The order was issued by the Director of Public Instruction, acting on a petition by the Christian Pentecostal Church to the state government to reschedule the improvement exams of higher secondary slated for September 6.
IN PERHAPS A FIRST for the state, the CPM-led Kerala government has allowed a religious group a special concession in the exam calendar on the grounds of religion. Following the order, nine Class 12 students belonging to the Seventh-Day Adventist Church will give their state board ‘improvement’ exams after sunset on coming Saturday, after the end of Sabbath marked by the group.
The order was issued by the Director of Public Instruction, acting on a petition by the Christian Pentecostal Church to the state government to reschedule the improvement exams of higher secondary slated for September 6. The Seventh-Day Adventist Church holds Sabbath from Friday evening to Saturday evening every week (set aside as a day for rest and worship).
Around 55,000 students are expected to sit for higher secondary improvement exams in Maths, Biology and Computer Science. While the others will give their exams during the day, the nine Seventh-Day Adventist Church members will enter a special exam hall at Government Higher Secondary School, Sadanandapuram, Kollam, at 9.30 am and stay there till 6 pm, when the Sabbath ends and their exams will begin. They won’t be allowed any communication with others during this time.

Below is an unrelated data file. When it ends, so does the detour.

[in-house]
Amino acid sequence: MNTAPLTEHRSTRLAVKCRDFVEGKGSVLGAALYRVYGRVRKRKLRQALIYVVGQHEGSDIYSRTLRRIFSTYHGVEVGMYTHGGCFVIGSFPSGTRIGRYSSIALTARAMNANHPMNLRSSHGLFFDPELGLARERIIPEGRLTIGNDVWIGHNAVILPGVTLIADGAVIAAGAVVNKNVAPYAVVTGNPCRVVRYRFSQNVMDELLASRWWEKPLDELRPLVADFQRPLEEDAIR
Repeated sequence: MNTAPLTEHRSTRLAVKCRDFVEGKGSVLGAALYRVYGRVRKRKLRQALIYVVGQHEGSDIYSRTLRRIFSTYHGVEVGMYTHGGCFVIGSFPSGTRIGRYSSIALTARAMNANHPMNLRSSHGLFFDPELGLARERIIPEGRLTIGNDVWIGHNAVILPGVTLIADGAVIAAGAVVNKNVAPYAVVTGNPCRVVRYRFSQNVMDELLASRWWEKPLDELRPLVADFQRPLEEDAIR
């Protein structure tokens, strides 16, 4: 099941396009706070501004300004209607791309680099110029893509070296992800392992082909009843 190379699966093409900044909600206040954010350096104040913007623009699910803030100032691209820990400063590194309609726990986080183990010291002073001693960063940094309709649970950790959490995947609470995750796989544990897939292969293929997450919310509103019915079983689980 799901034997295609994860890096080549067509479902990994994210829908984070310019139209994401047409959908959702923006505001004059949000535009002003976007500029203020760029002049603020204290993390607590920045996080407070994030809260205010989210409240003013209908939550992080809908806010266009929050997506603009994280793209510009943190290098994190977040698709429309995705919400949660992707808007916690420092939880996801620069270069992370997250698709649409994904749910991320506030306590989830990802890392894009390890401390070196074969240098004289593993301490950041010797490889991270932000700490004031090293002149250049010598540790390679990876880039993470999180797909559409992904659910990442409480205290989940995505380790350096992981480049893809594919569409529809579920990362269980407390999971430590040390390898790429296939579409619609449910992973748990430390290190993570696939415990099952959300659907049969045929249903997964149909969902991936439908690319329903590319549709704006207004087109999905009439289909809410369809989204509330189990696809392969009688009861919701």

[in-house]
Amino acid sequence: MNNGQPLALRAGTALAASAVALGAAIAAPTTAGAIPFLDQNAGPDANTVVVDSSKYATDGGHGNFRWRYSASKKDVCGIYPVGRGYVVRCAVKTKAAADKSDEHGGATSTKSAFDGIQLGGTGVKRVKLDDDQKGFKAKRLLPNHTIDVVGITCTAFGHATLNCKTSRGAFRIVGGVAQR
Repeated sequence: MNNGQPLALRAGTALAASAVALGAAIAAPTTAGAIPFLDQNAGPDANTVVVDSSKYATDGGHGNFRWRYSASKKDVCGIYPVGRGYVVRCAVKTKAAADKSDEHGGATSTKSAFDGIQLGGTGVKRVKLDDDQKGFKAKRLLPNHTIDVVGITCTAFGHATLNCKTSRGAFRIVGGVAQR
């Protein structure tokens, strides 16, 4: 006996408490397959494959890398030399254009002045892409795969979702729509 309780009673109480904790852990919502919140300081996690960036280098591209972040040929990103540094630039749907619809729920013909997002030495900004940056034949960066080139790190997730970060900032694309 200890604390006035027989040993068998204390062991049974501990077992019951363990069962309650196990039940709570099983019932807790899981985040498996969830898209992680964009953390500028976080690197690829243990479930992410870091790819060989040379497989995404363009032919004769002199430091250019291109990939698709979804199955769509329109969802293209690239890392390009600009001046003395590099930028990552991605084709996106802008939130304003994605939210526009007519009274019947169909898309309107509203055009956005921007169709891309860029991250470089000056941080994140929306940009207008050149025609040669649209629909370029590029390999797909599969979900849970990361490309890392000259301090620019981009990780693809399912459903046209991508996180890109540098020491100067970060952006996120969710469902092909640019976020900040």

“It is a worldwide practice that we don’t work or do any secular activity during Sabbath day Saturday. Come what may, we don’t write exams or do any work on Saturday. So far, successive governments had promised us exemptions, but officials failed to keep their word. For the first time, this year we have got an order exempting us from giving exams during Sabbath,’’ said Seventh-Day Adventist Church spokesperson pastor J Tito Arattukulam.
In 2016, the Karnataka High Court had rejected a petition by the Seventh-Day Adventist Church to reschedule local university exams slated for Saturday. The court had cited several Supreme Court judgments saying that the right to freely profess, practise and propagate religion under Article 25(1) of the Constitution was subject to public order, morality, health and other provisions. The court had also noted that the government of India does not include Sabbath in its list of official festivals.
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